In the spirit of scientific studies that conclude, yes, bullies select unpopular kids as targets and no, meth is still not good for unborn babies, I'd like to begin by saying that why yes, bra shopping is still atrocious and NO I won't be detailing that. Trying on new fuzzy pajamas helped me get past it. They may or may not have little white dogs sitting expectantly on suitcases. But you're probably already aware of my gear -- tonight's writing feels cozier, doesn't it? Alas, I don't have too much time to write as I need to be getting to bed.
In any case, thought I'd revisit the last outing to the DIA. I *do* wonder if you're like For heaven's sake, how many times is she going to write about that museum?? But there's always something new that catches my eye. And it's usually part of a larger, wonderful day. To wit: this time around, Compatriot and I met for Indian buffet to start. We should have found hammocks afterward, but blithely thought the chai would kick in. Silly us, it was clearly immediately absorbed by all the rice, naan and curried awesome.
So we arrived drowsy and in need of tea. But what a scene we encountered! We knew it would be busy, being one of the last days of the year, but figured the Rembrandt's envisioning of Jesus would take in most of the crowd. We-heelll, no such luck. Called that one wrong. People: everywhere. Children: everywhere. Sweet little separate expedited members line: mysteriously absent.
We looked around in a confused fashion as we were funneled into the slowly shuffling rope maze. But that's the only time I ever get to go in a separate line! One or both of us said to the other. Airport comparisons murmured their way along the line. I thought of the irritating, officious men who are still, after years, affronted at having to take their shoes off; naturally they are wearing nicely buffed shoes with tightly tied laces. Luckily, no one suspected we would be knifing the art; and we eventually made our way. The crowds really didn't thin out in most galleries, but at least this was more of a niffing-around visit than a visit with intent, so we bopped around until we grew weary from visual stimulation and marble floors.
In between, some discoveries...
Moods of Time: Evening, by Paul ManshipThis was my absolute favorite piece this time around. We trudged up one set of stairs and boom! There it was! I can't ever remember seeing it before, but how could this be? I must have exclaimed, because a man walking past with a little folding artist's stool said, looking back over his shoulder, "It's one of my favorites!"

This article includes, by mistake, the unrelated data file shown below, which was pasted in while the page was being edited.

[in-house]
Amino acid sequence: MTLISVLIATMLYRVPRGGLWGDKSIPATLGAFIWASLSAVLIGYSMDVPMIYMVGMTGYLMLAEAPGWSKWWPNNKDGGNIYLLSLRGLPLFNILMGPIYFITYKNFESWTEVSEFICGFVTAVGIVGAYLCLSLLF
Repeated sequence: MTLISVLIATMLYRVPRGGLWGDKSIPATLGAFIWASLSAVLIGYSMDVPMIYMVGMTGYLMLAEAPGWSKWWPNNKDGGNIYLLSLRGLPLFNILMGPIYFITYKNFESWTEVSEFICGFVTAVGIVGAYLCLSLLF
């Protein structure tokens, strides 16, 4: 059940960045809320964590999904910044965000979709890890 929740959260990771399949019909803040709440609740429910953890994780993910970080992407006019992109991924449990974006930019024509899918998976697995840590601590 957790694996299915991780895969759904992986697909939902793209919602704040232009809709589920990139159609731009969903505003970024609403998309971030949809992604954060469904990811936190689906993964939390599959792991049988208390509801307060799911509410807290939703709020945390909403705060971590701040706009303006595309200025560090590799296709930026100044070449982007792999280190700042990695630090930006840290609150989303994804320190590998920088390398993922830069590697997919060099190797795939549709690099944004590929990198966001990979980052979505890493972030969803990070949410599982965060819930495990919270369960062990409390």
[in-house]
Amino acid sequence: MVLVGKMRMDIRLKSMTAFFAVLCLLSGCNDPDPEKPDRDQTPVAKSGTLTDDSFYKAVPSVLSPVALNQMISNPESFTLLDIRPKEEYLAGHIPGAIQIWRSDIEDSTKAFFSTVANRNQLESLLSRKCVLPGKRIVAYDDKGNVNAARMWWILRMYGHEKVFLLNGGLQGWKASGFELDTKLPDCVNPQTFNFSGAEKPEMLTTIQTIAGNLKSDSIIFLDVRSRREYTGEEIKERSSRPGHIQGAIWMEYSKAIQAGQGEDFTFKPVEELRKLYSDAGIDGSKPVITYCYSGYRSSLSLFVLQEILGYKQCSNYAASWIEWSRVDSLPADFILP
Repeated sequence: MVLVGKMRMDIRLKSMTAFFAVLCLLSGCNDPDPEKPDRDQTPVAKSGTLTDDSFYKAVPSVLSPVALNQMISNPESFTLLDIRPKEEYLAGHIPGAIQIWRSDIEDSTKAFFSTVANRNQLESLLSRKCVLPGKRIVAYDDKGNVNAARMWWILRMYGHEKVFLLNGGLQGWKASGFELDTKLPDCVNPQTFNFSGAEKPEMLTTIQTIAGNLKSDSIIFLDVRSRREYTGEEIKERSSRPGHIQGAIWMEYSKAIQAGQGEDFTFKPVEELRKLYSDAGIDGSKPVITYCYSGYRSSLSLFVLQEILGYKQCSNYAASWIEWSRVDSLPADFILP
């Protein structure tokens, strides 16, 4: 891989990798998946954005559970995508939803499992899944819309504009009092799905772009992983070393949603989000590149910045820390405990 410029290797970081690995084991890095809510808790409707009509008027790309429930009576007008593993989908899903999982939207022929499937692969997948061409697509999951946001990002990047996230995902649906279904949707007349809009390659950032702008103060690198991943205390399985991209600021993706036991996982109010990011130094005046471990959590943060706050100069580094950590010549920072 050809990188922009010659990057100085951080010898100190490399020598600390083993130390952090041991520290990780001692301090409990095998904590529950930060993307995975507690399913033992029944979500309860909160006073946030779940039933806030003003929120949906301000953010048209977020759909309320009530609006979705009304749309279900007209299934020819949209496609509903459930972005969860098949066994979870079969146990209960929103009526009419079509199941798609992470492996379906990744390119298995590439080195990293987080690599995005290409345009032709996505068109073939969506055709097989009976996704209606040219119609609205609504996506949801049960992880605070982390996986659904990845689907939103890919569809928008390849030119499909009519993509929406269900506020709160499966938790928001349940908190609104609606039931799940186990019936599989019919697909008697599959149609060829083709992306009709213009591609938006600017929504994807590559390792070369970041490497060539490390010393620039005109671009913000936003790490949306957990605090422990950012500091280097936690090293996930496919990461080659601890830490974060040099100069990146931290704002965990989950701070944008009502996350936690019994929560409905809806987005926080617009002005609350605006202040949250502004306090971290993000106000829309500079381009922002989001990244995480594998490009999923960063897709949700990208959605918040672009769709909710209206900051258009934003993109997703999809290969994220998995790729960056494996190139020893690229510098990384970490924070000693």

But apparently my ignorance didn't prevent him from having quite a fine, illustrious life before all of us were born. Imagine that! Born in 1885 in St. Paul Minnesota, his artistic schooling included the Institute of Art there and the Pennsylvania Academy of Fine Arts (my Mom went there! I think. Am pretty sure.)
At 23, he became the youngest sculptor to be awarded the American Prix de Rome, which translated into further study at the American Academy in Rome (1909-1912 ). Even though John Singer Sargent was some 30 years older, they eventually became great friends -- he named his only son after the painter (plus his father). Manship was initially a painter, but decided to explore sculpting, due to color blindness. More artist history here.
"Time and the Fates Sundial and the four Moods of Time were in many ways Manship’s favorite works. They summed up his obsession with time. He believed that a major purpose of art, especially of art in the classical tradition, was to reconcile the passage of time with permanence. The monumental groups, which were executed in staff (a plaster of Paris compound) for the world’s fair, have been lost; but the working models of various sizes were done in bronze after the war, and they are among Manship’s most ingenious, complex, and inventive works." [Also at above link].
Wikipediasts tell us that Manship created over 700 works during his lifetime, including busts of Teddy Roosevelt, John D. Rockefeller and Robert Frost; a site for the restoration of a Manship work at the United Nations informs readers that at his very first exhibition, he sold all 96 bronze statues shown.
|It would be lovely to view outside, wouldn't it?|
Portrait of a Lady, Nicolaes Pickenoy 1630
And then there was "Portrait of a Lady," just inside the entrance to the Dutch paintings. I don't have much to say about it, because what's left to say about a masterpiece? I always like taking a moment there. It's kind of wrong to even have photos of it, because your camera/photoshop/everyone's monitor can do nothing but mess up the exquisite coloring. Whether it's your thing or not, standing before her, you can almost feel the pulse in the veins of her hands, the chill weight of the jewelry, the restraint and comfort of the opulent stomacher.
...And then there was THIS bastard!
Seriously. All he does is sit on his little day bed, eating grapes.
His man servant comes and goes, pouring libations. Very nice posture.
Whew, I love this feature. One of the great interactive spots that the museum rolled out, in line with its huge overhaul a few years back.
A few more assorted museum snaps here.
Otherwise, I'll end with two other things:
Geishas in the Gift ShopRemember how the Threeorfour and Five got *really* excited about ice bat and I conveyed through K that he had moved into the gingerbread house? Well, I took it one step further and sent them a postcard, ostensibly from ice bat, about eating candy in the house and watching me draw. Would they believe it? Would they suddenly become sensible and pooh-pooh it? Last night I found out that not only were they totally amazed -- but based on the postcard's front, of a Chihuly sculpture in Japan, they have concluded he has TRAVELED TO JAPAN. I had NO IDEA! Perhaps I'll go back to the gift shop.
The night ended back at Zola's.
La Coloniale was quite nice.